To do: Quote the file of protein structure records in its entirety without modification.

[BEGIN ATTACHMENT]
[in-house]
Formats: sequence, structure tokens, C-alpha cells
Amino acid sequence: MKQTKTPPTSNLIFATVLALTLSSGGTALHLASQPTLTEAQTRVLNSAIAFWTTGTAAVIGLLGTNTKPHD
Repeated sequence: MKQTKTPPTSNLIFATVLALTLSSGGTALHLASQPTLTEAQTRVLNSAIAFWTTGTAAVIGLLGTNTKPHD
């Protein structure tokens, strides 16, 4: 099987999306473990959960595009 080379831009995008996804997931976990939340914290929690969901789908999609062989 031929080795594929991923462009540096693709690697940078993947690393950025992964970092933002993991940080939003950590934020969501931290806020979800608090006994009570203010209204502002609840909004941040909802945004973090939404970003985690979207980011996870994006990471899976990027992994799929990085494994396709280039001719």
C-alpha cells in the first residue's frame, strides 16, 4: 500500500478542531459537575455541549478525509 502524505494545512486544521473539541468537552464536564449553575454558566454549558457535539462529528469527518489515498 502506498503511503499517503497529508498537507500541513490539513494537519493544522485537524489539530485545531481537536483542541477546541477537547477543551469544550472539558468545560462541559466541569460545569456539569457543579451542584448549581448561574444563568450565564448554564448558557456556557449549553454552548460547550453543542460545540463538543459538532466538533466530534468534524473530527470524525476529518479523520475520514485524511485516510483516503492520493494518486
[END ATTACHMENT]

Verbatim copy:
[in-house]
Formats: sequence, structure tokens, C-alpha cells
Amino acid sequence: MKQTKTPPTSNLIFATVLALTLSSGGTALHLASQPTLTEAQTRVLNSAIAFWTTGTAAVIGLLGTNTKPHD
Repeated sequence: MKQTKTPPTSNLIFATVLALTLSSGGTALHLASQPTLTEAQTRVLNSAIAFWTTGTAAVIGLLGTNTKPHD
């Protein structure tokens, strides 16, 4: 099987999306473990959960595009 080379831009995008996804997931976990939340914290929690969901789908999609062989 031929080795594929991923462009540096693709690697940078993947690393950025992964970092933002993991940080939003950590934020969501931290806020979800608090006994009570203010209204502002609840909004941040909802945004973090939404970003985690979207980011996870994006990471899976990027992994799929990085494994396709280039001719």
C-alpha cells in the first residue's frame, strides 16, 4: 500500500478542531459537575455541549478525509 502524505494545512486544521473539541468537552464536564449553575454558566454549558457535539462529528469527518489515498 502506498503511503499517503497529508498537507500541513490539513494537519493544522485537524489539530485545531481537536483542541477546541477537547477543551469544550472539558468545560462541559466541569460545569456539569457543579451542584448549581448561574444563568450565564448554564448558557456556557449549553454552548460547550453543542460545540463538543459538532466538533466530534468534524473530527470524525476529518479523520475520514485524511485516510483516503492520493494518486